2013-06-15 by Richard Weitz
Why is the People’s Republic of China not a member of the Group of Eight (G-8) industrial countries, who are holding their 39th annual heads-of-state summit in Northern Ireland on June 17?
China has the world’s largest population and second-largest national economy. The PRC belongs to the larger and separate G-20 as well as the World Bank, the International Monetary Fund, and World Trade Organization. While the PRC’s share of global GDP in 1990 was 5.7%, it is now 3-4 times greater.
China’s policies exert considerable influence in areas of concern to the G-8, especially those dealing with international energy, economics, and peacekeeping.
Beijing’s support is also essential for addressing climate change, Africa’s development, nuclear nonproliferation, and other issues that regularly appear on the agenda of the G-8 summits.
Although the relationship between the PRC and the G-8 has generally been cooperative, tensions have arisen over Beijing’s policy of providing generous loans to African nations with minimal conditions. G-8 finance ministers worry that the lax terms of these agreements will lead to excessive borrowing by African countries, to which G-8 lenders had recently written off billions of dollars of unpaid debts.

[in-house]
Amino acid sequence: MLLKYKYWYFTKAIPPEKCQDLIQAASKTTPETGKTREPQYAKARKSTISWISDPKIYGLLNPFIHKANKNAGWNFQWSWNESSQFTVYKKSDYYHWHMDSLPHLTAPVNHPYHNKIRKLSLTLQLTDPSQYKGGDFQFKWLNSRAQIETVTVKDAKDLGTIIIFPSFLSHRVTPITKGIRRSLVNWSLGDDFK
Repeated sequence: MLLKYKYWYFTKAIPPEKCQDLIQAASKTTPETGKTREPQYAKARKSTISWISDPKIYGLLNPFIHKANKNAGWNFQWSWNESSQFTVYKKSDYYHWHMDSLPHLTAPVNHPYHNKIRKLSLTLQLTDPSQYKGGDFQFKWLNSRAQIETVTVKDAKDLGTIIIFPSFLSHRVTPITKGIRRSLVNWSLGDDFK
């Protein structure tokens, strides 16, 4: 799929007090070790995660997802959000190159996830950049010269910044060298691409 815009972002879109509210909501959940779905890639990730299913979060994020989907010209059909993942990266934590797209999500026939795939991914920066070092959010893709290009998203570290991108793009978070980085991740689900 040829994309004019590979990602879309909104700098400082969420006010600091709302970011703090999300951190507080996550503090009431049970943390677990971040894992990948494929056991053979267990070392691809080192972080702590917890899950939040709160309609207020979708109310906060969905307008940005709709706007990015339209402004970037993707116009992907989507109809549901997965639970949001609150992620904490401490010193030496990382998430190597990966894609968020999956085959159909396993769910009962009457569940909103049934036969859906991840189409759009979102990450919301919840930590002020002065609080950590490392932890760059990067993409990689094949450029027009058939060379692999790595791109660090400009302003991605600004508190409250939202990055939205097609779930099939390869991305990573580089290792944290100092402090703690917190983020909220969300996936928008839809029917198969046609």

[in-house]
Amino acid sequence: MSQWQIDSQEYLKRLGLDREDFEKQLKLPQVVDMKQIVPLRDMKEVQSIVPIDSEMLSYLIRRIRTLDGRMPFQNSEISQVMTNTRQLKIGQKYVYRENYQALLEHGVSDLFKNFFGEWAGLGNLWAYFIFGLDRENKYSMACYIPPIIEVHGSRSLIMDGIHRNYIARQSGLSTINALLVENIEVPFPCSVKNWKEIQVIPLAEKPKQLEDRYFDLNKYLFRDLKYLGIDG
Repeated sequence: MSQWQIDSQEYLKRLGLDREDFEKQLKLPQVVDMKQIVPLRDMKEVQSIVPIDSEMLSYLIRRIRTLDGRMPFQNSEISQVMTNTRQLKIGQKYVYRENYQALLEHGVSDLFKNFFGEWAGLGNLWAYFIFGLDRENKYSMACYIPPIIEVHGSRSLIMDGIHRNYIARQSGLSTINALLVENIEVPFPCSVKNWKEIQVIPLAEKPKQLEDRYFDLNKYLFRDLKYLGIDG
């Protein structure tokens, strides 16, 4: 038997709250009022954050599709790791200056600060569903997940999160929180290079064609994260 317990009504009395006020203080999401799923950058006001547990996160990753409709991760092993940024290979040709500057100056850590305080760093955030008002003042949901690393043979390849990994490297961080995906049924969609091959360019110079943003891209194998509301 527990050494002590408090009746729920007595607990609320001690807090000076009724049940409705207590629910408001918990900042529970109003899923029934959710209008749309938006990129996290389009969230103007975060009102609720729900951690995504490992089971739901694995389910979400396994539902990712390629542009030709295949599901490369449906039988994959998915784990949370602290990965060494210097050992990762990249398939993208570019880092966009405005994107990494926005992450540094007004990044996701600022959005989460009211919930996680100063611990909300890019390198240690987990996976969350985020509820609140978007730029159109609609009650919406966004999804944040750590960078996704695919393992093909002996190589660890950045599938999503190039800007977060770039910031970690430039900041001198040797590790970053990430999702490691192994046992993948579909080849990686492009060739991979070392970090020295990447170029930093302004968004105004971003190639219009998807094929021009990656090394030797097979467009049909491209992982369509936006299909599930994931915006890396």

After years of debate among the existing G-8 members regarding how to deal with China’s rising economic power and diplomatic weight, the French invited President Hu Jintao to participate in some discussion session at the Evian les Bians summit in 2003. Following this step, it became difficult to “disinvite” China’s leader from future meetings without making it seem a gratuitous insult in the absence of any particular egregious Chinese behavior.
At the July 2005 summit at Gleneagles, Prime Minister Tony Blair said the G-8 should grow to include China as well as India, but acknowledged opposition to the suggestion by some of the other leaders.
The following year, the new French president, Nicholas Sarkozy, said that China, India, Brazil, South Africa and Mexico should gradually become G-8 members. Sarkozy later explained that, “I think it is not reasonable to continue to meet as eight to solve the big questions of the world, forgetting China — one billion 300 million people — and not inviting India — one billion people.” Sarkozy warned that the continued exclusion of these two powers could weaken the G-8’s legitimacy by increasing concerns about its unrepresentativeness (dominated by the Western industrial powers).
Yet, the Chinese have never been formally offered full G-8 membership, nor have they shown any official interest in receiving it.
The main obstacle to China’s acquiring full G-8 membership status has been its authoritarian political system.
Allowing Beijing to enter would challenge the institution’s commitment to the shared values of democracy and respect for human rights.
China’s political system does not respect the liberal democratic principles formally shared by the other G-8 adherents.
Critics of allowing China in have already cited Russia’s entry in the 1990s as having a subsequently deleterious effect on the G-8 given its government’s deviation from certain liberal democratic principles.